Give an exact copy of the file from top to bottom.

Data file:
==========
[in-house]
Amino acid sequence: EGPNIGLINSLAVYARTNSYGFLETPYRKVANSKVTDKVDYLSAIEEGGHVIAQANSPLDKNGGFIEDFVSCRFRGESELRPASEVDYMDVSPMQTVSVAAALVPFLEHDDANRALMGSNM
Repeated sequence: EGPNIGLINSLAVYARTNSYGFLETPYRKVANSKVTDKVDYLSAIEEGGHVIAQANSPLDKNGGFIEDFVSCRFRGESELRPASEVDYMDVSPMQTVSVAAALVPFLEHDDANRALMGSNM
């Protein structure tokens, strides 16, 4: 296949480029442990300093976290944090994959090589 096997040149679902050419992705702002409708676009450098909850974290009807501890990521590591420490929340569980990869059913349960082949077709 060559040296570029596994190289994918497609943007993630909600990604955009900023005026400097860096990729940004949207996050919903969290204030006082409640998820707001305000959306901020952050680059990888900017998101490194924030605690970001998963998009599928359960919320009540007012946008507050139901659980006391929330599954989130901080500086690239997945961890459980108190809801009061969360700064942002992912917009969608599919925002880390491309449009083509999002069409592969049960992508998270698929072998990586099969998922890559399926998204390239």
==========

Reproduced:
[in-house]
Amino acid sequence: EGPNIGLINSLAVYARTNSYGFLETPYRKVANSKVTDKVDYLSAIEEGGHVIAQANSPLDKNGGFIEDFVSCRFRGESELRPASEVDYMDVSPMQTVSVAAALVPFLEHDDANRALMGSNM
Repeated sequence: EGPNIGLINSLAVYARTNSYGFLETPYRKVANSKVTDKVDYLSAIEEGGHVIAQANSPLDKNGGFIEDFVSCRFRGESELRPASEVDYMDVSPMQTVSVAAALVPFLEHDDANRALMGSNM
């Protein structure tokens, strides 16, 4: 296949480029442990300093976290944090994959090589 096997040149679902050419992705702002409708676009450098909850974290009807501890990521590591420490929340569980990869059913349960082949077709 060559040296570029596994190289994918497609943007993630909600990604955009900023005026400097860096990729940004949207996050919903969290204030006082409640998820707001305000959306901020952050680059990888900017998101490194924030605690970001998963998009599928359960919320009540007012946008507050139901659980006391929330599954989130901080500086690239997945961890459980108190809801009061969360700064942002992912917009969608599919925002880390491309449009083509999002069409592969049960992508998270698929072998990586099969998922890559399926998204390239």